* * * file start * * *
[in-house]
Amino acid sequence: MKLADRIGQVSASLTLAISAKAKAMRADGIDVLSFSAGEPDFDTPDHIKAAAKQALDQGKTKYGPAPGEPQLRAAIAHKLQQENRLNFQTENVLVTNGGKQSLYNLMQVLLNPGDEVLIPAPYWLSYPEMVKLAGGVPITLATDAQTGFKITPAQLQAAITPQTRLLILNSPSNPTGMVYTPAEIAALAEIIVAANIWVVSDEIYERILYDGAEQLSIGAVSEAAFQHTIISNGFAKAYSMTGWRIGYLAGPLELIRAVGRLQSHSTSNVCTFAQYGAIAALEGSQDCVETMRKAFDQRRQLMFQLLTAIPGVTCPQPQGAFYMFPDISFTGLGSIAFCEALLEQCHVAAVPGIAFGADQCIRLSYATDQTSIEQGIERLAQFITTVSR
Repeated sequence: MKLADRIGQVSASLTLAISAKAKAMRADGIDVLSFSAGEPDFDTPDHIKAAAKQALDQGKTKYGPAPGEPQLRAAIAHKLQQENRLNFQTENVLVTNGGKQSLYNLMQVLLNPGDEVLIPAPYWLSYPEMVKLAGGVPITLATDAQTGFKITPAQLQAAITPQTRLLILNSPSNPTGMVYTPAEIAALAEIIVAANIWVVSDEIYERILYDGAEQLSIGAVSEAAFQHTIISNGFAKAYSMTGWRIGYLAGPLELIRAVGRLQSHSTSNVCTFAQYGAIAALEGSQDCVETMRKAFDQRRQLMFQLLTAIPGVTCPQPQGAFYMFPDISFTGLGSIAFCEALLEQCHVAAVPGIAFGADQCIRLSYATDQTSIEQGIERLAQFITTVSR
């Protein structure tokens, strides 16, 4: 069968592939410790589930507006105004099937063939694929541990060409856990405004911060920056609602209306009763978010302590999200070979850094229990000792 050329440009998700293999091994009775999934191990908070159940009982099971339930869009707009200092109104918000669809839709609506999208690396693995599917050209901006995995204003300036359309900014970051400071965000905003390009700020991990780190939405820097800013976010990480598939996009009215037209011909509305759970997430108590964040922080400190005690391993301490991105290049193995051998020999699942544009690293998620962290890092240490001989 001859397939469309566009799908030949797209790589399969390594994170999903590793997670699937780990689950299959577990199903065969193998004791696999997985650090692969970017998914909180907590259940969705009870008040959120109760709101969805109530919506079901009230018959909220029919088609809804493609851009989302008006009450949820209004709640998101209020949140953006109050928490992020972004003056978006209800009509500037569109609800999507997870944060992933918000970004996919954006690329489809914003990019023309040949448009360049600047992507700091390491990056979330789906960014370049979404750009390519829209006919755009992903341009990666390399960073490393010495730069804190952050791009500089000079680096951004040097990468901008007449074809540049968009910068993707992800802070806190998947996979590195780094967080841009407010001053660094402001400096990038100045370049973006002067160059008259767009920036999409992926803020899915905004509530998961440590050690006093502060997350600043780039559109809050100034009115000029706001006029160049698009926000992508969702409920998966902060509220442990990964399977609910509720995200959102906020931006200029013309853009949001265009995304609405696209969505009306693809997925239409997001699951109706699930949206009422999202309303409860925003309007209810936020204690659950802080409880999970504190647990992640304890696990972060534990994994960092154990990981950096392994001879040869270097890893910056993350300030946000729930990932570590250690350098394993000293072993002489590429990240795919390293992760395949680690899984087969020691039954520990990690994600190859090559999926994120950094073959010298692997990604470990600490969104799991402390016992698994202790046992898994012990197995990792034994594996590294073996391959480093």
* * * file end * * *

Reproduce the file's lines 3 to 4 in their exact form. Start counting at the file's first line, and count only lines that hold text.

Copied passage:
Repeated sequence: MKLADRIGQVSASLTLAISAKAKAMRADGIDVLSFSAGEPDFDTPDHIKAAAKQALDQGKTKYGPAPGEPQLRAAIAHKLQQENRLNFQTENVLVTNGGKQSLYNLMQVLLNPGDEVLIPAPYWLSYPEMVKLAGGVPITLATDAQTGFKITPAQLQAAITPQTRLLILNSPSNPTGMVYTPAEIAALAEIIVAANIWVVSDEIYERILYDGAEQLSIGAVSEAAFQHTIISNGFAKAYSMTGWRIGYLAGPLELIRAVGRLQSHSTSNVCTFAQYGAIAALEGSQDCVETMRKAFDQRRQLMFQLLTAIPGVTCPQPQGAFYMFPDISFTGLGSIAFCEALLEQCHVAAVPGIAFGADQCIRLSYATDQTSIEQGIERLAQFITTVSR
């Protein structure tokens, strides 16, 4: 069968592939410790589930507006105004099937063939694929541990060409856990405004911060920056609602209306009763978010302590999200070979850094229990000792 050329440009998700293999091994009775999934191990908070159940009982099971339930869009707009200092109104918000669809839709609506999208690396693995599917050209901006995995204003300036359309900014970051400071965000905003390009700020991990780190939405820097800013976010990480598939996009009215037209011909509305759970997430108590964040922080400190005690391993301490991105290049193995051998020999699942544009690293998620962290890092240490001989 001859397939469309566009799908030949797209790589399969390594994170999903590793997670699937780990689950299959577990199903065969193998004791696999997985650090692969970017998914909180907590259940969705009870008040959120109760709101969805109530919506079901009230018959909220029919088609809804493609851009989302008006009450949820209004709640998101209020949140953006109050928490992020972004003056978006209800009509500037569109609800999507997870944060992933918000970004996919954006690329489809914003990019023309040949448009360049600047992507700091390491990056979330789906960014370049979404750009390519829209006919755009992903341009990666390399960073490393010495730069804190952050791009500089000079680096951004040097990468901008007449074809540049968009910068993707992800802070806190998947996979590195780094967080841009407010001053660094402001400096990038100045370049973006002067160059008259767009920036999409992926803020899915905004509530998961440590050690006093502060997350600043780039559109809050100034009115000029706001006029160049698009926000992508969702409920998966902060509220442990990964399977609910509720995200959102906020931006200029013309853009949001265009995304609405696209969505009306693809997925239409997001699951109706699930949206009422999202309303409860925003309007209810936020204690659950802080409880999970504190647990992640304890696990972060534990994994960092154990990981950096392994001879040869270097890893910056993350300030946000729930990932570590250690350098394993000293072993002489590429990240795919390293992760395949680690899984087969020691039954520990990690994600190859090559999926994120950094073959010298692997990604470990600490969104799991402390016992698994202790046992898994012990197995990792034994594996590294073996391959480093």